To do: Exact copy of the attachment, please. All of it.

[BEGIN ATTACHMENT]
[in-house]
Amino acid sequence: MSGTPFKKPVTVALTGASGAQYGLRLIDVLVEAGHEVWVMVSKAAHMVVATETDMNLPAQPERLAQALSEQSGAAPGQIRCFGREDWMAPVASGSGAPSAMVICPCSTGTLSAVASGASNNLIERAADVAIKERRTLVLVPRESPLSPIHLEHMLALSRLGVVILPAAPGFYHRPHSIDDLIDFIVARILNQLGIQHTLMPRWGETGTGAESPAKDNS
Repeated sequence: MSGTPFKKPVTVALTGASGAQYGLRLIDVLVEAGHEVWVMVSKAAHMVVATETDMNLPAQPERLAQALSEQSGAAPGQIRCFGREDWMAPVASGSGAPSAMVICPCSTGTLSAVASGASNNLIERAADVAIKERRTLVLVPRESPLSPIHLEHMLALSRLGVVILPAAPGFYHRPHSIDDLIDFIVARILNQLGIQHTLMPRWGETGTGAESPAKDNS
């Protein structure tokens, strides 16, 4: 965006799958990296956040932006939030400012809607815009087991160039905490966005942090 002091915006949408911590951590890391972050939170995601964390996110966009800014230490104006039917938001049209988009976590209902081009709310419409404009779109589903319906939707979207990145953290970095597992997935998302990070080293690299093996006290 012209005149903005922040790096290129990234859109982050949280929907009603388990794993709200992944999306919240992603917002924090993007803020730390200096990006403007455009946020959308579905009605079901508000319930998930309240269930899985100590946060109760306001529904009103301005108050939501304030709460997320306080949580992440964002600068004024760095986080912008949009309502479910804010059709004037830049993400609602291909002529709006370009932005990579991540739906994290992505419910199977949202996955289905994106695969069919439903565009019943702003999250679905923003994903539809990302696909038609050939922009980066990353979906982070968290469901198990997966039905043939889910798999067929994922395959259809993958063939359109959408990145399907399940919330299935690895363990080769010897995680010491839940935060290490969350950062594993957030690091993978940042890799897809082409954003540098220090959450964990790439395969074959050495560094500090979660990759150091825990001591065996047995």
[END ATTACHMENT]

[in-house]
Amino acid sequence: MSGTPFKKPVTVALTGASGAQYGLRLIDVLVEAGHEVWVMVSKAAHMVVATETDMNLPAQPERLAQALSEQSGAAPGQIRCFGREDWMAPVASGSGAPSAMVICPCSTGTLSAVASGASNNLIERAADVAIKERRTLVLVPRESPLSPIHLEHMLALSRLGVVILPAAPGFYHRPHSIDDLIDFIVARILNQLGIQHTLMPRWGETGTGAESPAKDNS
Repeated sequence: MSGTPFKKPVTVALTGASGAQYGLRLIDVLVEAGHEVWVMVSKAAHMVVATETDMNLPAQPERLAQALSEQSGAAPGQIRCFGREDWMAPVASGSGAPSAMVICPCSTGTLSAVASGASNNLIERAADVAIKERRTLVLVPRESPLSPIHLEHMLALSRLGVVILPAAPGFYHRPHSIDDLIDFIVARILNQLGIQHTLMPRWGETGTGAESPAKDNS
């Protein structure tokens, strides 16, 4: 965006799958990296956040932006939030400012809607815009087991160039905490966005942090 002091915006949408911590951590890391972050939170995601964390996110966009800014230490104006039917938001049209988009976590209902081009709310419409404009779109589903319906939707979207990145953290970095597992997935998302990070080293690299093996006290 012209005149903005922040790096290129990234859109982050949280929907009603388990794993709200992944999306919240992603917002924090993007803020730390200096990006403007455009946020959308579905009605079901508000319930998930309240269930899985100590946060109760306001529904009103301005108050939501304030709460997320306080949580992440964002600068004024760095986080912008949009309502479910804010059709004037830049993400609602291909002529709006370009932005990579991540739906994290992505419910199977949202996955289905994106695969069919439903565009019943702003999250679905923003994903539809990302696909038609050939922009980066990353979906982070968290469901198990997966039905043939889910798999067929994922395959259809993958063939359109959408990145399907399940919330299935690895363990080769010897995680010491839940935060290490969350950062594993957030690091993978940042890799897809082409954003540098220090959450964990790439395969074959050495560094500090979660990759150091825990001591065996047995």